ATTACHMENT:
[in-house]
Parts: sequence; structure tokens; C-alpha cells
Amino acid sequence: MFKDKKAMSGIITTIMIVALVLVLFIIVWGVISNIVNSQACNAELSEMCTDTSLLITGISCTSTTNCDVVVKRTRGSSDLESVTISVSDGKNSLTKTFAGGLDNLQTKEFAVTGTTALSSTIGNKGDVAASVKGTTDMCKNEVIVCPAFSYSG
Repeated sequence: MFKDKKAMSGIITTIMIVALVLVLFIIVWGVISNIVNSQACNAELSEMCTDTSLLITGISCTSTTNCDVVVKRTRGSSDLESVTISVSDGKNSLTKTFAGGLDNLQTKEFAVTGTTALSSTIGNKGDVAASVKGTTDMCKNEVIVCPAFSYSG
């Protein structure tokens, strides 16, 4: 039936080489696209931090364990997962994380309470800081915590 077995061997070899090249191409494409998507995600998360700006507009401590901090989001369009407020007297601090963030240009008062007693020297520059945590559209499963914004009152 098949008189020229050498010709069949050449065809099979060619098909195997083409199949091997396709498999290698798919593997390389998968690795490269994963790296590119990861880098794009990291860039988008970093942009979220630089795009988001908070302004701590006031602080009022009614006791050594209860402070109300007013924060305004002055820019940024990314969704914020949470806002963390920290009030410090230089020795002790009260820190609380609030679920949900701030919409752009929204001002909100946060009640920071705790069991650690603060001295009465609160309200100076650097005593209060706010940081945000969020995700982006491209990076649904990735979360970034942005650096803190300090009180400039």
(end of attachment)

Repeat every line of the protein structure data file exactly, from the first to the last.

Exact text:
[in-house]
Parts: sequence; structure tokens; C-alpha cells
Amino acid sequence: MFKDKKAMSGIITTIMIVALVLVLFIIVWGVISNIVNSQACNAELSEMCTDTSLLITGISCTSTTNCDVVVKRTRGSSDLESVTISVSDGKNSLTKTFAGGLDNLQTKEFAVTGTTALSSTIGNKGDVAASVKGTTDMCKNEVIVCPAFSYSG
Repeated sequence: MFKDKKAMSGIITTIMIVALVLVLFIIVWGVISNIVNSQACNAELSEMCTDTSLLITGISCTSTTNCDVVVKRTRGSSDLESVTISVSDGKNSLTKTFAGGLDNLQTKEFAVTGTTALSSTIGNKGDVAASVKGTTDMCKNEVIVCPAFSYSG
């Protein structure tokens, strides 16, 4: 039936080489696209931090364990997962994380309470800081915590 077995061997070899090249191409494409998507995600998360700006507009401590901090989001369009407020007297601090963030240009008062007693020297520059945590559209499963914004009152 098949008189020229050498010709069949050449065809099979060619098909195997083409199949091997396709498999290698798919593997390389998968690795490269994963790296590119990861880098794009990291860039988008970093942009979220630089795009988001908070302004701590006031602080009022009614006791050594209860402070109300007013924060305004002055820019940024990314969704914020949470806002963390920290009030410090230089020795002790009260820190609380609030679920949900701030919409752009929204001002909100946060009640920071705790069991650690603060001295009465609160309200100076650097005593209060706010940081945000969020995700982006491209990076649904990735979360970034942005650096803190300090009180400039």